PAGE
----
The selection of optical counterparts is made field by field. The first step is the registration of all optical sources inside the X-ray error circle. The method of registration was changed in 1995 to extract the full information from the spectral plates down to their limit. Prior to 1995 all spectra inside the error circle were automatically selected from the digitized low-resolution spectral database and rescanned with higher resolution. Then, objects from the direct plates, too faint to be visible on the spectral plates, were added. Since 1995 the automatic selection was made on the direct plates and scans with high resolution were made at the transformed positions. This procedure has the advantage to provide additional density spectra with low signal to noise for objects which failed to enter the digitized low resolution spectral database.
The classification of the optical sources is made basically with the high resolution objective prism spectra. These spectra are displayed on a video screen and are classified interactively. Only galaxies and galaxy clusters are mainly recognized due to their appearance on the direct plates. The classification criteria are described in Sect. 3 (click here) and a detailed description of the catalogue is given in Sect. 4 (click here).
The RASS-BSC is based on a second processing of the RASS data, yielding 80000 sources (RASS-II). The main differences in the second data processing as compared to the first are as follows. The photons were not collected in strips but rather merged in 1378 sky-fields of size , taking full advantage of the increasing exposure towards the ecliptic poles. Neighbouring fields overlap by at least , in order to ensure detection of sources at the field boundaries, which was a problem in the first processing. The candidate list for the maximum-likelihood analysis was enlarged by lowering the threshold values for the two preceding source detection algorithms, and the acceptance criteria were changed to allow very soft and very hard sources to be included. These might have been rejected previously if the likelihood in the broad energy band was too low. The calculation of the spline-fitted background map was improved, resulting in more accurate count rates. Finally a new aspect solution was incorporated; this reduced drastically the number of sources with erroneous positions and morphology.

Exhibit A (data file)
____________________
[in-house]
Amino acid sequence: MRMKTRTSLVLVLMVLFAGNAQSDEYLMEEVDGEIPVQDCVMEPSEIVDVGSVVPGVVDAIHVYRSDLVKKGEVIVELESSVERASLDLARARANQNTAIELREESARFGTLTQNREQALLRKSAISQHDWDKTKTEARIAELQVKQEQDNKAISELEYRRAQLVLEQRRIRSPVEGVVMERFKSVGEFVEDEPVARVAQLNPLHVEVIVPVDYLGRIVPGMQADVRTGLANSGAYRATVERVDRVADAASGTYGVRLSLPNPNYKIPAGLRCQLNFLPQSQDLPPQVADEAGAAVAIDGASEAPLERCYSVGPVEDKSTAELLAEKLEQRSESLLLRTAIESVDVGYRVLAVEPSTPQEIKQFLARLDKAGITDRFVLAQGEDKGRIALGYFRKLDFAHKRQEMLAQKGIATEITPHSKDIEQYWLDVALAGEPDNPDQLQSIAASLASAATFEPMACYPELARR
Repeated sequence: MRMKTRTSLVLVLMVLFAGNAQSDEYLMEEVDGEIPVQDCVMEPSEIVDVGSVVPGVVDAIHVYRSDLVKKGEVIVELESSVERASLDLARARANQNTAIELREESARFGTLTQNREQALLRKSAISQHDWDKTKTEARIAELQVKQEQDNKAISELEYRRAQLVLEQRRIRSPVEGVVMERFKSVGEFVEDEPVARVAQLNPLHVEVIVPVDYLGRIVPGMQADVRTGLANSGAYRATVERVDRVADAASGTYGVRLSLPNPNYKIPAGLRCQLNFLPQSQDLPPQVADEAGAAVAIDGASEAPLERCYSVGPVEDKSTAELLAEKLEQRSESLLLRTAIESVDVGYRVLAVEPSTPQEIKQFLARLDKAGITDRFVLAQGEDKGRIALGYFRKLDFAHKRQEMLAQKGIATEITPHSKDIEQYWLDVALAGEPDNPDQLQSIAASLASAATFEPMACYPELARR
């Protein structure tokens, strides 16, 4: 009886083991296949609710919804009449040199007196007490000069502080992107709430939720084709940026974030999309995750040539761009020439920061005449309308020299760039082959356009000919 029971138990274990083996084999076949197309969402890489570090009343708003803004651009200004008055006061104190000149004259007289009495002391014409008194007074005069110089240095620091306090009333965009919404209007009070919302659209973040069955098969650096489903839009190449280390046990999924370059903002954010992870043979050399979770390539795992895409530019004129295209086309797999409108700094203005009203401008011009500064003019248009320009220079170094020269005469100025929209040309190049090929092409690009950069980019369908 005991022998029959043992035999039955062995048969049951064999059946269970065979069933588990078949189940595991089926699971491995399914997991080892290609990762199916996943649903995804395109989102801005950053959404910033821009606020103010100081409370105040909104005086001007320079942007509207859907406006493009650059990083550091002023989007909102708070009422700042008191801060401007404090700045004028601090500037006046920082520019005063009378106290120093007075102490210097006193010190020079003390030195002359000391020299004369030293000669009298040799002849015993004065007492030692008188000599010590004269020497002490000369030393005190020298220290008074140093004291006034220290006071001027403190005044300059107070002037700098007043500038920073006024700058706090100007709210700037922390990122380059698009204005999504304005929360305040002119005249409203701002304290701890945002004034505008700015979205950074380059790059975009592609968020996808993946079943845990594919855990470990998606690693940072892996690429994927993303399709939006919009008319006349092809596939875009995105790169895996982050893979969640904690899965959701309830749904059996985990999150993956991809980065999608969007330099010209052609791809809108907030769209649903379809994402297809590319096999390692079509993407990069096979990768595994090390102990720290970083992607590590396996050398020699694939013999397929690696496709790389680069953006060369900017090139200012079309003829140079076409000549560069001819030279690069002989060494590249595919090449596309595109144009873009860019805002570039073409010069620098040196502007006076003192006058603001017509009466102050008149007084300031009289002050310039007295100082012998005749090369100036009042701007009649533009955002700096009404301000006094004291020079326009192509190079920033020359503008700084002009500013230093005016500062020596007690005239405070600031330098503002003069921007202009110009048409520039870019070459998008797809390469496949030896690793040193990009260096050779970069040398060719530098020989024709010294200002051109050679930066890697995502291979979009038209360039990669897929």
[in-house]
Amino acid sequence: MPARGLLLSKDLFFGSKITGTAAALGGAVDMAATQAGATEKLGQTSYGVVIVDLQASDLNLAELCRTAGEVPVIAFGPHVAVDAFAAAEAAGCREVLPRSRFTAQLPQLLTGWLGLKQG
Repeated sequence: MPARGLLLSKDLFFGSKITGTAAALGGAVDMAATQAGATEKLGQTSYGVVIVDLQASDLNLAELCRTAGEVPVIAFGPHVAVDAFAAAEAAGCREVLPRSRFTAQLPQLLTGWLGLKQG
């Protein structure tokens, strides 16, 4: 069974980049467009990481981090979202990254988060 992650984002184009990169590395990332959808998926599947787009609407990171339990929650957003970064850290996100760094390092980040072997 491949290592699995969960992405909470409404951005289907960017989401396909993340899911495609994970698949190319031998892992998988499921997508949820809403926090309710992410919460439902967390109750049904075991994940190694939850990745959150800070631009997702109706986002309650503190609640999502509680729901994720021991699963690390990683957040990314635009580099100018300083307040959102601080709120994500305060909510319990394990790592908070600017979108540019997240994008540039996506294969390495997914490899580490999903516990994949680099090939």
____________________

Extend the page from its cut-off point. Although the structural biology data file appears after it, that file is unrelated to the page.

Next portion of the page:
In order to ensure the quality of the source detection process a visual inspection of all RASS-BSC sources was performed (Voges et al. 1997a). While the total number of sources increased from 50000 (RASS-I) to 80000 (RASS-II) there are only a few sources in the RASS-BSC, which were not already detected as RASS-I sources. Typical error radii for RASS-II sources are . Due to the relatively large error circles () adopted for the identification of RASS-I sources, the error circles of the corresponding RASS-II sources usually fall within the RASS-I error circles. We then only updated our catalogue with the new X-ray positions. Checks were made, if the criteria leading to a particular classification were altered by the new X-ray data. Finally, a few sources were discarded from the final catalogue because the error circles of the two RASS processings do not overlap.